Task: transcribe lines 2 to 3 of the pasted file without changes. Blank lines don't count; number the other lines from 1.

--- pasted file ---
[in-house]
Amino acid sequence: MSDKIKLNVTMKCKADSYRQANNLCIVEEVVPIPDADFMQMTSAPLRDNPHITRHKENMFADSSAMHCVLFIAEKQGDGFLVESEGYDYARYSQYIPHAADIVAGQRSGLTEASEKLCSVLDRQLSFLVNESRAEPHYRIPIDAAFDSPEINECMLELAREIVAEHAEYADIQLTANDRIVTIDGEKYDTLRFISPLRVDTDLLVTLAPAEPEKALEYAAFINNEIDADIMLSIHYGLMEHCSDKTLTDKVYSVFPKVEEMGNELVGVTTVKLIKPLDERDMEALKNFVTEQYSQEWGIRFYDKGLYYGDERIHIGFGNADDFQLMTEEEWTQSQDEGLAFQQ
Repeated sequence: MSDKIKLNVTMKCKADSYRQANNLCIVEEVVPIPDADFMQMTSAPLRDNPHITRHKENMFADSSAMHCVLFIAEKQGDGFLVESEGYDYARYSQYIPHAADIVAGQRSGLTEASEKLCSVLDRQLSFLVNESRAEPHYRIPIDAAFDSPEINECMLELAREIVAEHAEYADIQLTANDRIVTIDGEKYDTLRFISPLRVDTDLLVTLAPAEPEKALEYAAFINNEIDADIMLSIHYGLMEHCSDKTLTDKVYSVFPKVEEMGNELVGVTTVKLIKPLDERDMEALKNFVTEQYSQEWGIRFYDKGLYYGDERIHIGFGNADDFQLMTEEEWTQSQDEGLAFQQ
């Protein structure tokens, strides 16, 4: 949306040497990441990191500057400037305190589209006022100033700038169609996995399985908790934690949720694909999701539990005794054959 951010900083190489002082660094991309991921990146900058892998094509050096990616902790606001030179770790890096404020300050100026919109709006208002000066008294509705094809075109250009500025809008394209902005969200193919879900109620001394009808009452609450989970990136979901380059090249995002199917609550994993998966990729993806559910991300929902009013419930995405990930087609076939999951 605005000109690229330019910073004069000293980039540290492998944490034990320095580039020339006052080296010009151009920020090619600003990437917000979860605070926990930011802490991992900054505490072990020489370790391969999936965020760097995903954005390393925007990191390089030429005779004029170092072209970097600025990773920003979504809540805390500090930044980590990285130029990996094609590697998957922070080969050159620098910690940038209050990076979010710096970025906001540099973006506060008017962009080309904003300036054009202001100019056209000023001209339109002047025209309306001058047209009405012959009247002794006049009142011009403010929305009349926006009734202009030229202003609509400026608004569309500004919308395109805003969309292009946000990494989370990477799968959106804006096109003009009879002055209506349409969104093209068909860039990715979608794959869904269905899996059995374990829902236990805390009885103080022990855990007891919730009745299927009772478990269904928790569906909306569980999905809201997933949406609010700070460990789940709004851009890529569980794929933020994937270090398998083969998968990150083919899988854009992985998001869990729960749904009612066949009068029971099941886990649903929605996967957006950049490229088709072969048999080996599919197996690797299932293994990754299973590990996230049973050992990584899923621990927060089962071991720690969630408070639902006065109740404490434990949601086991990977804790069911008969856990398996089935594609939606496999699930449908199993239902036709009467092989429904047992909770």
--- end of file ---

Amino acid sequence: MSDKIKLNVTMKCKADSYRQANNLCIVEEVVPIPDADFMQMTSAPLRDNPHITRHKENMFADSSAMHCVLFIAEKQGDGFLVESEGYDYARYSQYIPHAADIVAGQRSGLTEASEKLCSVLDRQLSFLVNESRAEPHYRIPIDAAFDSPEINECMLELAREIVAEHAEYADIQLTANDRIVTIDGEKYDTLRFISPLRVDTDLLVTLAPAEPEKALEYAAFINNEIDADIMLSIHYGLMEHCSDKTLTDKVYSVFPKVEEMGNELVGVTTVKLIKPLDERDMEALKNFVTEQYSQEWGIRFYDKGLYYGDERIHIGFGNADDFQLMTEEEWTQSQDEGLAFQQ
Repeated sequence: MSDKIKLNVTMKCKADSYRQANNLCIVEEVVPIPDADFMQMTSAPLRDNPHITRHKENMFADSSAMHCVLFIAEKQGDGFLVESEGYDYARYSQYIPHAADIVAGQRSGLTEASEKLCSVLDRQLSFLVNESRAEPHYRIPIDAAFDSPEINECMLELAREIVAEHAEYADIQLTANDRIVTIDGEKYDTLRFISPLRVDTDLLVTLAPAEPEKALEYAAFINNEIDADIMLSIHYGLMEHCSDKTLTDKVYSVFPKVEEMGNELVGVTTVKLIKPLDERDMEALKNFVTEQYSQEWGIRFYDKGLYYGDERIHIGFGNADDFQLMTEEEWTQSQDEGLAFQQ